Wildlife Road Traffic Accidents – A Biodiversity Research Project
“As a killer of men, the automobile is more deadly than typhoid fever and runs a close second to influenza … not only is the mortality among human beings high, but the death-dealing qualities of the motor car are making serious inroads on our native mammals, birds and other forms of animal life.” (Stoner, 1924)
Wildlife roadkill signal a threat to biodiversity that can have long-term effects on ecosystems (IUCN Red List, 2008). One million animals are killed each year on highways in the United States—these statistics do not account for animals that crawl off the road to die after being hit, and nor do they account for all species (Noss, 2002).
There is, at present, no standardised method for data collection of animals killed on South African roads and so we cannot quantify the threat of roadkill accidents to South Africa’s wildlife.
This project will conduct a critical assessment of Wildlife Road Traffic Accidents (WRTAs) in the Greater Mapungubwe Transfrontier Conservation Area (GMTFCA), monitoring measures to develop an effective standardised toolkit that can be employed to better understand the factors contributing to WRTAs and consequently to assess threats to biodiversity from WRTAs across the country.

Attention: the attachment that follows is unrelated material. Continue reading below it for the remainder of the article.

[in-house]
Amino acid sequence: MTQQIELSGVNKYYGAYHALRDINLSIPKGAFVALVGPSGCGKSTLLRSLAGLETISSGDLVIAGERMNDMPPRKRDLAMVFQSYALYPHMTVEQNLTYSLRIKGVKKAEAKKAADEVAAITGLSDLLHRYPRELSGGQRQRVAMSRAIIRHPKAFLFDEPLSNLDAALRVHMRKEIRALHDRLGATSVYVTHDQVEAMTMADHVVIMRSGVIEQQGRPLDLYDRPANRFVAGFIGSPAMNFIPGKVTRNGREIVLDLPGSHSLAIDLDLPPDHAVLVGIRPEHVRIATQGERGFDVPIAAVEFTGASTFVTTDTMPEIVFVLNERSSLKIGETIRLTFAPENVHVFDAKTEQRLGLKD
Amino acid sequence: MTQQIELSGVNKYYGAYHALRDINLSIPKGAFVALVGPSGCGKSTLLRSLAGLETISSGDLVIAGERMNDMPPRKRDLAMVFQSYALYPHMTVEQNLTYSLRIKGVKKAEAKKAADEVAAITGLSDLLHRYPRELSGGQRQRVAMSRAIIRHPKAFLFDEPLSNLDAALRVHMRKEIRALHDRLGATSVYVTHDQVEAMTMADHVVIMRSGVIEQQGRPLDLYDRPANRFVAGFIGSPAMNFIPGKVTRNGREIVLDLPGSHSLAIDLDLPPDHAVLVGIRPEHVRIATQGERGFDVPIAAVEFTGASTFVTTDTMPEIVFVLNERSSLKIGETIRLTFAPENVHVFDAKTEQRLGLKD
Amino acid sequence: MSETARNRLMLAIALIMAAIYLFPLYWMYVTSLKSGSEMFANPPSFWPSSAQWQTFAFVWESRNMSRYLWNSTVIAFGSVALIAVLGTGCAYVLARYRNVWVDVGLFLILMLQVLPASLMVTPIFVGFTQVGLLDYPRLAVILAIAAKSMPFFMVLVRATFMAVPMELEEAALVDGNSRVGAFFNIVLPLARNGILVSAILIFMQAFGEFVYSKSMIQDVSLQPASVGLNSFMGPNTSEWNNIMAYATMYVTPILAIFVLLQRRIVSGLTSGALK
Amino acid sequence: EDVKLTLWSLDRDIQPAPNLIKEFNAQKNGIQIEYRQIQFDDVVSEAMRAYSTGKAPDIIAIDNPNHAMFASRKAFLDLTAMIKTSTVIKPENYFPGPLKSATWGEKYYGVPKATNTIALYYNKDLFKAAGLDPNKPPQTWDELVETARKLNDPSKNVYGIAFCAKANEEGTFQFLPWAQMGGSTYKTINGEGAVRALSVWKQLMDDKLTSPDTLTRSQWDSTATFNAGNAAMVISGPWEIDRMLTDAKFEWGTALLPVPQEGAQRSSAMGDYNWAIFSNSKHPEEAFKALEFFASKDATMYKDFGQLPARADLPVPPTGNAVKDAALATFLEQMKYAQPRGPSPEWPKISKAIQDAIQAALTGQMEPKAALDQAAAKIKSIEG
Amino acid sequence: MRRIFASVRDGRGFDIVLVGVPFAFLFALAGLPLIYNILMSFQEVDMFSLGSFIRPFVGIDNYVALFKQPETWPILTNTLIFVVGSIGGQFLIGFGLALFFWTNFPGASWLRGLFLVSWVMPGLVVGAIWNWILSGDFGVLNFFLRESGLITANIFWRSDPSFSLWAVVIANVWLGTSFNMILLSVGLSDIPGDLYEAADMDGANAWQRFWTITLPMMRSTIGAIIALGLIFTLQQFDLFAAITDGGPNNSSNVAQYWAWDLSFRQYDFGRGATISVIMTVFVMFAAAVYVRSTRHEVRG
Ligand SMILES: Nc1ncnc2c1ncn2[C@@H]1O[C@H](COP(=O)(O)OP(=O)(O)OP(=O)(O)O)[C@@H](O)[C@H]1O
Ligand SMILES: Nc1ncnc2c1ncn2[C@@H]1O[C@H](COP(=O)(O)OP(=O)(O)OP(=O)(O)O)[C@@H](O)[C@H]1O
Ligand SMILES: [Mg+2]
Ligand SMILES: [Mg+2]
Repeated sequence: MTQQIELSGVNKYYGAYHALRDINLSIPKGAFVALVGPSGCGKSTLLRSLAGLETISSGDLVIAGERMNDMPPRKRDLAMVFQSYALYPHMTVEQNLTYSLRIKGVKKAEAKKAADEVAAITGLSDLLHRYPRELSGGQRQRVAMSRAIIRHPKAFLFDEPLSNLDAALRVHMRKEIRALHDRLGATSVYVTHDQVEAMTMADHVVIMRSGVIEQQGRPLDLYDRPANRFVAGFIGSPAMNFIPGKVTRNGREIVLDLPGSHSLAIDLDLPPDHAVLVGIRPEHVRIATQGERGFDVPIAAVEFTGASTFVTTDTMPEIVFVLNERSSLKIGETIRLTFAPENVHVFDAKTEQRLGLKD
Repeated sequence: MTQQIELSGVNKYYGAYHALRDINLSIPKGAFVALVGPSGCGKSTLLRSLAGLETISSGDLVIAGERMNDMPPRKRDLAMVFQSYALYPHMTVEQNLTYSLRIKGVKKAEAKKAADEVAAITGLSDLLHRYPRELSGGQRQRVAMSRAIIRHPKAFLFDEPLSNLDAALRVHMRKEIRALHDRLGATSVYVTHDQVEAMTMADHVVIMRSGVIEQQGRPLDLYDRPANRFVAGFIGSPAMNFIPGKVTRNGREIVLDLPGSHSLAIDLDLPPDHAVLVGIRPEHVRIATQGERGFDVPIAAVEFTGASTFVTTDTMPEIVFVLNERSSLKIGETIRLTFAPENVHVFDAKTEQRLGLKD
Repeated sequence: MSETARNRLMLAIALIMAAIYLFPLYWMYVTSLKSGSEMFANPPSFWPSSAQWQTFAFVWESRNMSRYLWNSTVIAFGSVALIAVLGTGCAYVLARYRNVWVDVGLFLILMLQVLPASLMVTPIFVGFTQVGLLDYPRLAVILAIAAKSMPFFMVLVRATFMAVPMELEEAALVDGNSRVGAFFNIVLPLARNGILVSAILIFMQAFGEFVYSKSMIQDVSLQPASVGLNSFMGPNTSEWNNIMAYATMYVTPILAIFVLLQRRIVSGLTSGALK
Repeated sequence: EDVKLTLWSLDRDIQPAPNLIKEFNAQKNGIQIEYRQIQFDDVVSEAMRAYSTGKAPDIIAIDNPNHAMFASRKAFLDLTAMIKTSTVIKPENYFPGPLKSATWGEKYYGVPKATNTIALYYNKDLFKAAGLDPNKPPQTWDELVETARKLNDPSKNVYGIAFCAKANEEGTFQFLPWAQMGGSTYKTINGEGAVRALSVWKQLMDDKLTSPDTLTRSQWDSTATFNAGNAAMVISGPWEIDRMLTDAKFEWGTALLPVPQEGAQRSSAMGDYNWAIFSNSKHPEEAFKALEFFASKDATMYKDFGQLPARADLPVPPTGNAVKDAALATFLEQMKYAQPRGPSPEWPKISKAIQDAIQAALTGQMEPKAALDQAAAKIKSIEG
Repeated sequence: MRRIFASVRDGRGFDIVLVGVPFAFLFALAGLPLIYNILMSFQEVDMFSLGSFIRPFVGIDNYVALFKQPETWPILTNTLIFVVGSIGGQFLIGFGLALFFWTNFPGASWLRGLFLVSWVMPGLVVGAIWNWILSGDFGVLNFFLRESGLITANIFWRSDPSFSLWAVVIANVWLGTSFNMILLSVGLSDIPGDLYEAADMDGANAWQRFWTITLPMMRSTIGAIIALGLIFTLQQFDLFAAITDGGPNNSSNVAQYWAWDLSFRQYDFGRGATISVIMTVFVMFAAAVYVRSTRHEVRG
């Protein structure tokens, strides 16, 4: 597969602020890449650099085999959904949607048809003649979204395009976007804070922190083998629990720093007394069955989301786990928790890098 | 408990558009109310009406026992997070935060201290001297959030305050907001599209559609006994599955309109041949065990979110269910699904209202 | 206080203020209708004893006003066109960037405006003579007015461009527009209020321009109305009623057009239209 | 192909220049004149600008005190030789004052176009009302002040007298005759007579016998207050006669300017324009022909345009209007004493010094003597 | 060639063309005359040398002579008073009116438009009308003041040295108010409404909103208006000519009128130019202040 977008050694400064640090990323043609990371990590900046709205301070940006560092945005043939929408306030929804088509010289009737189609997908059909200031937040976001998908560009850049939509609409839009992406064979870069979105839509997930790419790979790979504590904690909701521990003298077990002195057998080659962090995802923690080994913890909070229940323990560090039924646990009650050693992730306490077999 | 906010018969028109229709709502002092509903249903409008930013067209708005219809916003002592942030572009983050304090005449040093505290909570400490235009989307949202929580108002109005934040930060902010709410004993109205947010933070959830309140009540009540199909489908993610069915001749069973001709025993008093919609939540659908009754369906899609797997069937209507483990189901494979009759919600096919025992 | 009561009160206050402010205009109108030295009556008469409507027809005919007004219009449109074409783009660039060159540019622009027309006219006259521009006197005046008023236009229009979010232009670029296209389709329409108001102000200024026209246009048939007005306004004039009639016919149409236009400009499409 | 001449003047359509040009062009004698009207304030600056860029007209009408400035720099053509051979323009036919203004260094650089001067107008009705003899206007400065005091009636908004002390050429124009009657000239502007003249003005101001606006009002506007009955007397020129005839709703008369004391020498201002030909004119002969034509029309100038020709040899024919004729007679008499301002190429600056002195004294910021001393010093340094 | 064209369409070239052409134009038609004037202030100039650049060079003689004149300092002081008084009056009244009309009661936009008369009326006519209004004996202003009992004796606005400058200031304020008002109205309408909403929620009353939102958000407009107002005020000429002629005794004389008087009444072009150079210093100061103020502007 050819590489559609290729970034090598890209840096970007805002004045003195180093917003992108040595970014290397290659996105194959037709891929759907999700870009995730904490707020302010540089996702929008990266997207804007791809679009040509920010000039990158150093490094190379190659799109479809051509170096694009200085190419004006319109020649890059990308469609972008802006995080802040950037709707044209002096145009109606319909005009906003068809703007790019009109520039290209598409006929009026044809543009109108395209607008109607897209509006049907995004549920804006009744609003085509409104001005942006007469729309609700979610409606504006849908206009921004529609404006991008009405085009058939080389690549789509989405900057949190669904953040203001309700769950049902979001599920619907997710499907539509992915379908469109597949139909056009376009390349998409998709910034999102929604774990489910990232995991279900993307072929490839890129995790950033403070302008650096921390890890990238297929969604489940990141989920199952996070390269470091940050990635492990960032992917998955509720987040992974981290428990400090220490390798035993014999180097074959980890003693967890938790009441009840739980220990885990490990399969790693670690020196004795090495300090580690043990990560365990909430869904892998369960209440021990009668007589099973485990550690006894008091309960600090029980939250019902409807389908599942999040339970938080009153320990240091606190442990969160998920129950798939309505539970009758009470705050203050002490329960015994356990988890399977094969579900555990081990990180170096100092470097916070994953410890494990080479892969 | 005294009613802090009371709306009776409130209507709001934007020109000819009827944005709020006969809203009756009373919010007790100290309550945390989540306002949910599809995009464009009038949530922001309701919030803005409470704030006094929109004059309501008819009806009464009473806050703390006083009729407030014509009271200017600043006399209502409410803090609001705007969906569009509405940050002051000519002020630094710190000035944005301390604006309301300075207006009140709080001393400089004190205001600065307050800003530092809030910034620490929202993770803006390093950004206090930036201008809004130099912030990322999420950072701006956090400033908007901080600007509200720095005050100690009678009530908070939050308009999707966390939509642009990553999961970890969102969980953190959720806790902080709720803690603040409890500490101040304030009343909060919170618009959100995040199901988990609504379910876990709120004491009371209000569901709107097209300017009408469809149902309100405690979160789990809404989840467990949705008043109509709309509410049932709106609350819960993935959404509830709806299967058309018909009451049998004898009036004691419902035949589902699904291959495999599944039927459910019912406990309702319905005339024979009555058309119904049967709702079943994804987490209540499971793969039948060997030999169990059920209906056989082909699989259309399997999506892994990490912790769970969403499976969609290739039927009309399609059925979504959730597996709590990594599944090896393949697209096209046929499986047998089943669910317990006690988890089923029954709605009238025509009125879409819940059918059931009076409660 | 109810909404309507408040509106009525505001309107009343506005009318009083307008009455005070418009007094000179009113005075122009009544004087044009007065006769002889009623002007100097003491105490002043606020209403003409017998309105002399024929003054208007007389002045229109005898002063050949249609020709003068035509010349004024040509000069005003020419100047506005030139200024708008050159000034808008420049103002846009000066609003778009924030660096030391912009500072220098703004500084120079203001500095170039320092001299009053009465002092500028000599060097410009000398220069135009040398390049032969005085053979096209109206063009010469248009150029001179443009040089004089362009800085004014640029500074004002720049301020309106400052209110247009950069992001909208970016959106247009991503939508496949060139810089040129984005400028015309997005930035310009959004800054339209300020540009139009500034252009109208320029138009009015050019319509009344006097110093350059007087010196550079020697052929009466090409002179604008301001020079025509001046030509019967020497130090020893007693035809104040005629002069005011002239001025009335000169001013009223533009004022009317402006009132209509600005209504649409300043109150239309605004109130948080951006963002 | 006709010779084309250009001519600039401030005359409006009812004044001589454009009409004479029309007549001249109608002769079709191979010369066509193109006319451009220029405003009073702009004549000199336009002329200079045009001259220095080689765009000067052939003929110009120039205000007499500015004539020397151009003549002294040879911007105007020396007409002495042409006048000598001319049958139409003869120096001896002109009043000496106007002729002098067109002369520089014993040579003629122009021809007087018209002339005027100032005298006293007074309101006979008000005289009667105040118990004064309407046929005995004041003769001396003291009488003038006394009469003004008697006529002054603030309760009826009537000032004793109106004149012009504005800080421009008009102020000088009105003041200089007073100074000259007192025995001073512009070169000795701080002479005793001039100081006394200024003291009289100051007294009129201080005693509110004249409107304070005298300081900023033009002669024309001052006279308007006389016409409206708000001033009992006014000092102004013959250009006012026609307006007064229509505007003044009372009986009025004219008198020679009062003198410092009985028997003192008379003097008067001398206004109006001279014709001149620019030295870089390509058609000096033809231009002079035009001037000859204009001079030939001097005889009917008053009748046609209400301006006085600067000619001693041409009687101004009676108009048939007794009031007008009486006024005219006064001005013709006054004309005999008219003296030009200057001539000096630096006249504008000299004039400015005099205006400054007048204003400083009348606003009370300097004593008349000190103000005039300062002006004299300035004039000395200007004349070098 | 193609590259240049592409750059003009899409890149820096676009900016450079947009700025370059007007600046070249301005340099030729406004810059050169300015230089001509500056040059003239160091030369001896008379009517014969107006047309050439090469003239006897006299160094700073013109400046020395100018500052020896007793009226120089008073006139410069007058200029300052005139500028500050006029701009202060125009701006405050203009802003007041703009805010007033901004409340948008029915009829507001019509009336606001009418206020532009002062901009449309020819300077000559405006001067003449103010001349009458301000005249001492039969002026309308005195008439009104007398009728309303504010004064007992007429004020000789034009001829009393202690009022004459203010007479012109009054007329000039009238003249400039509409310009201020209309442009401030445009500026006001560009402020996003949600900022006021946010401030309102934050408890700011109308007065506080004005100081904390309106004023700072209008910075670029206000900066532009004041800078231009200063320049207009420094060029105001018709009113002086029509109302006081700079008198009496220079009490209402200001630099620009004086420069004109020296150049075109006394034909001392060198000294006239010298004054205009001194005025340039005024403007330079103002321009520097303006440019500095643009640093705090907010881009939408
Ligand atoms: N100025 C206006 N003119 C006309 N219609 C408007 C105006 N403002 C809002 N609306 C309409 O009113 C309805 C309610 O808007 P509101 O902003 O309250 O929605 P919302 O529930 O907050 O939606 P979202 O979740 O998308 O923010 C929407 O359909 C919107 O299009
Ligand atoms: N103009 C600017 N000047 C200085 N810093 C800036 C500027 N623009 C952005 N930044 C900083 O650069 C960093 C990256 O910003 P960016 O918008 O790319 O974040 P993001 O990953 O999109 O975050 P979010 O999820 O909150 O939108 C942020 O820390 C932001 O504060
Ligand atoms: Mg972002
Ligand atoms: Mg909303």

1. To develop a cost-effective and accurate method of monitoring WRTAs, resulting in a standardised tool-kit/protocol for collecting data on roadkill in South Africa.
2. To obtain baseline rates for WRTAs for all species, in one important conservation area in South Africa, namely the Greater Mapungubwe Transfrontier Conservation Area (GMTFCA).
3. To assess the influence of animal behaviour, habitat type and land use, season, population densities, road physical characteristics and traffic volume on roadkill.
4. To develop recommendations for mitigation that can reduce the impact of road infrastructure on biodiversity, as well as contribute towards possible norms and standards for future road design and improvement.
5. To make recommendations to raise public awareness of WRTAs, and systematic monitoring, through developing “National WRTA Awareness Days”.
Road transects will be driven at standardised intervals in both summer and winter months. Both dirt and tar roads in the Greater Mapungubwe Transfrontier Conservation Area (GMTFCA) will be driven (see map). All WRTAs will be recorded, with identification to species level whenever possible.
Figure 1: Map of South Africa
Figure 2: The study area – Greater Mapungubwe Transfrontier Conservation Area (GMTFCA)
This data will be used to develop a toolkit that will then be tested to obtain baseline WRTA rates in the GMTFCA.